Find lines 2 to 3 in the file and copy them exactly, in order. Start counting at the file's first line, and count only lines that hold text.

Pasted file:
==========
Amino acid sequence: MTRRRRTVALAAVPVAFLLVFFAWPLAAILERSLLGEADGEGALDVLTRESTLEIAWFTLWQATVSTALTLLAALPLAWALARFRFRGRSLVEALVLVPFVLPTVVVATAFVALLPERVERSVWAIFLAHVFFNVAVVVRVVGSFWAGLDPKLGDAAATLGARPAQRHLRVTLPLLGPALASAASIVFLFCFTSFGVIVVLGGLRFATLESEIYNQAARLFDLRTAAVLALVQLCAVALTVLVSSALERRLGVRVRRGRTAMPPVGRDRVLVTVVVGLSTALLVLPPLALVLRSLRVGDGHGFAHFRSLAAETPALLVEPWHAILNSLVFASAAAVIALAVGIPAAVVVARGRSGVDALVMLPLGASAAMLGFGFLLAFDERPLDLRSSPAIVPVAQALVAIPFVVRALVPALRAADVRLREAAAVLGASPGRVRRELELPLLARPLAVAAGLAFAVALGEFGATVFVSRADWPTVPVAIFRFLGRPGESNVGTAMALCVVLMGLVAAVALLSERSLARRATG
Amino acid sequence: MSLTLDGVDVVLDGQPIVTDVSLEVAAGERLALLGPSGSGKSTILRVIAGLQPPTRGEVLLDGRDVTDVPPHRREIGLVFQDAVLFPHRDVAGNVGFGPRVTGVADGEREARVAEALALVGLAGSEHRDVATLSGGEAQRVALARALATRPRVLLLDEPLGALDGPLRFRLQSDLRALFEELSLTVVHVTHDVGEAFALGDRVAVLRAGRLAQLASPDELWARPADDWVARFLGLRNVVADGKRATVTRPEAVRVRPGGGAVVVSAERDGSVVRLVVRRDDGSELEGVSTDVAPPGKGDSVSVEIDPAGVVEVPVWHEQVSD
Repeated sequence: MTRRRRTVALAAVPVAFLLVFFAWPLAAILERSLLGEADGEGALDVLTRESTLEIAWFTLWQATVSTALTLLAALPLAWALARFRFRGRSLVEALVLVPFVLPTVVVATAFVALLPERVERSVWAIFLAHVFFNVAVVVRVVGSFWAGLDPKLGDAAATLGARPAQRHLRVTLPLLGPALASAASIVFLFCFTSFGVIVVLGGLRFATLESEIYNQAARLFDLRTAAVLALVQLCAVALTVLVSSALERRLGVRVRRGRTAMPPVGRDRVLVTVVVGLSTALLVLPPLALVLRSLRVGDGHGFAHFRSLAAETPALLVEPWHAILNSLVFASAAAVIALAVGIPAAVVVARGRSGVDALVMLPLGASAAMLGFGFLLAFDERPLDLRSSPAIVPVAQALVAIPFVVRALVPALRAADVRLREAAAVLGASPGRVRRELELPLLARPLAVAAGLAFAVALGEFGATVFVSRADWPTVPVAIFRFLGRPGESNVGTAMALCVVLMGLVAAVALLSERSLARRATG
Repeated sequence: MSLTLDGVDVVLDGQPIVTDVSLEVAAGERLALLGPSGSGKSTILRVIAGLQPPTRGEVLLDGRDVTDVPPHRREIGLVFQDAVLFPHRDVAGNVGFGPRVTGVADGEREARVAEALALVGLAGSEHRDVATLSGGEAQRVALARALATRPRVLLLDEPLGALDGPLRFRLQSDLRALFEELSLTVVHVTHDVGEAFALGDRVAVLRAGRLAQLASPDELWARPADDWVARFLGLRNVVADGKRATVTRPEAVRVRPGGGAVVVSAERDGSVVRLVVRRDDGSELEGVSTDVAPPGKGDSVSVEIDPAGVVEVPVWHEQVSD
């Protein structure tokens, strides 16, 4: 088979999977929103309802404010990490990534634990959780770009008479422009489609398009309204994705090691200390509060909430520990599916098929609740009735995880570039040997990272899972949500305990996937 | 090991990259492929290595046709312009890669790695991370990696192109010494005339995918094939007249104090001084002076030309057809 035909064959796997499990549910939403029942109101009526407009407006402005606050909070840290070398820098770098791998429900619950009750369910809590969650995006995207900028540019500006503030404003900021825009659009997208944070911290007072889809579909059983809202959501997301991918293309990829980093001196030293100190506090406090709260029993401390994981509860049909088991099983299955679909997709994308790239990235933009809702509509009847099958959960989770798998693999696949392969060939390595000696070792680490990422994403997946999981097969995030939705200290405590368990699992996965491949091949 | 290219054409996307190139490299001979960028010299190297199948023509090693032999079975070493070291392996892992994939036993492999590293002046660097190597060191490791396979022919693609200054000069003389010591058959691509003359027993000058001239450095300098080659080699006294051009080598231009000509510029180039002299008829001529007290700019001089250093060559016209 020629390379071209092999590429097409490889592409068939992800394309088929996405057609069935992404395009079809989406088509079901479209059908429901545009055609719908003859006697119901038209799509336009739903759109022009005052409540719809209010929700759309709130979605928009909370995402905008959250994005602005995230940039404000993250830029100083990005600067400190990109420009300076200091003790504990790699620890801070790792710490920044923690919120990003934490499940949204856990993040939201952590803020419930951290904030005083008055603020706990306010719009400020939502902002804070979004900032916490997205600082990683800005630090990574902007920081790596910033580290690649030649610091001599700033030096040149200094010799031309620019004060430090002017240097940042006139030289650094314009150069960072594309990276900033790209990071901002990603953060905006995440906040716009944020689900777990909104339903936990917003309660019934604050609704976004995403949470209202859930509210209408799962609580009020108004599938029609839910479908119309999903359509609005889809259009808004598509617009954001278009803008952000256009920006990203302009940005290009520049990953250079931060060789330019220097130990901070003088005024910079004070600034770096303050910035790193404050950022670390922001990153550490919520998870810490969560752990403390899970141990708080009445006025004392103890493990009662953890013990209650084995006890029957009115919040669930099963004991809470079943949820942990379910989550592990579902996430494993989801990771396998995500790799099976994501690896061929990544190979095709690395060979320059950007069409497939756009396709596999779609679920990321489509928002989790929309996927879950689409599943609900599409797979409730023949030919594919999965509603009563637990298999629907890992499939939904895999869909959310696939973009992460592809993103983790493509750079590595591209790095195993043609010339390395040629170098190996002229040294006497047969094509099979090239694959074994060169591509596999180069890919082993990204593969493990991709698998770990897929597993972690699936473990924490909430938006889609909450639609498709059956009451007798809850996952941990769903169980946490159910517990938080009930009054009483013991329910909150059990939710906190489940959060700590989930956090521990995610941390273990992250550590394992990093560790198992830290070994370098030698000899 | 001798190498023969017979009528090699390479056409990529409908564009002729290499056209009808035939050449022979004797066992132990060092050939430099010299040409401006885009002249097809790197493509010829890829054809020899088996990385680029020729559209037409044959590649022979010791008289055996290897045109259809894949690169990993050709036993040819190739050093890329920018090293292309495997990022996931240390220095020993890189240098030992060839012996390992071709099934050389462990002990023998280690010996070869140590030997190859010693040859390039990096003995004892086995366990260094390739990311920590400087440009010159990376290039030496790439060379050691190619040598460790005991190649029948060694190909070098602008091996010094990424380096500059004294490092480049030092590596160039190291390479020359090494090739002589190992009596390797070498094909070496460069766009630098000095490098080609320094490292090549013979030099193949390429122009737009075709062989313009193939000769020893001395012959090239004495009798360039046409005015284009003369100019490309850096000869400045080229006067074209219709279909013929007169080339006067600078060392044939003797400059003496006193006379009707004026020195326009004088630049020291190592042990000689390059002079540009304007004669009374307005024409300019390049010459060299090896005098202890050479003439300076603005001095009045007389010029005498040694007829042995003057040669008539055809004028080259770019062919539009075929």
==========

Amino acid sequence: MSLTLDGVDVVLDGQPIVTDVSLEVAAGERLALLGPSGSGKSTILRVIAGLQPPTRGEVLLDGRDVTDVPPHRREIGLVFQDAVLFPHRDVAGNVGFGPRVTGVADGEREARVAEALALVGLAGSEHRDVATLSGGEAQRVALARALATRPRVLLLDEPLGALDGPLRFRLQSDLRALFEELSLTVVHVTHDVGEAFALGDRVAVLRAGRLAQLASPDELWARPADDWVARFLGLRNVVADGKRATVTRPEAVRVRPGGGAVVVSAERDGSVVRLVVRRDDGSELEGVSTDVAPPGKGDSVSVEIDPAGVVEVPVWHEQVSD
Repeated sequence: MTRRRRTVALAAVPVAFLLVFFAWPLAAILERSLLGEADGEGALDVLTRESTLEIAWFTLWQATVSTALTLLAALPLAWALARFRFRGRSLVEALVLVPFVLPTVVVATAFVALLPERVERSVWAIFLAHVFFNVAVVVRVVGSFWAGLDPKLGDAAATLGARPAQRHLRVTLPLLGPALASAASIVFLFCFTSFGVIVVLGGLRFATLESEIYNQAARLFDLRTAAVLALVQLCAVALTVLVSSALERRLGVRVRRGRTAMPPVGRDRVLVTVVVGLSTALLVLPPLALVLRSLRVGDGHGFAHFRSLAAETPALLVEPWHAILNSLVFASAAAVIALAVGIPAAVVVARGRSGVDALVMLPLGASAAMLGFGFLLAFDERPLDLRSSPAIVPVAQALVAIPFVVRALVPALRAADVRLREAAAVLGASPGRVRRELELPLLARPLAVAAGLAFAVALGEFGATVFVSRADWPTVPVAIFRFLGRPGESNVGTAMALCVVLMGLVAAVALLSERSLARRATG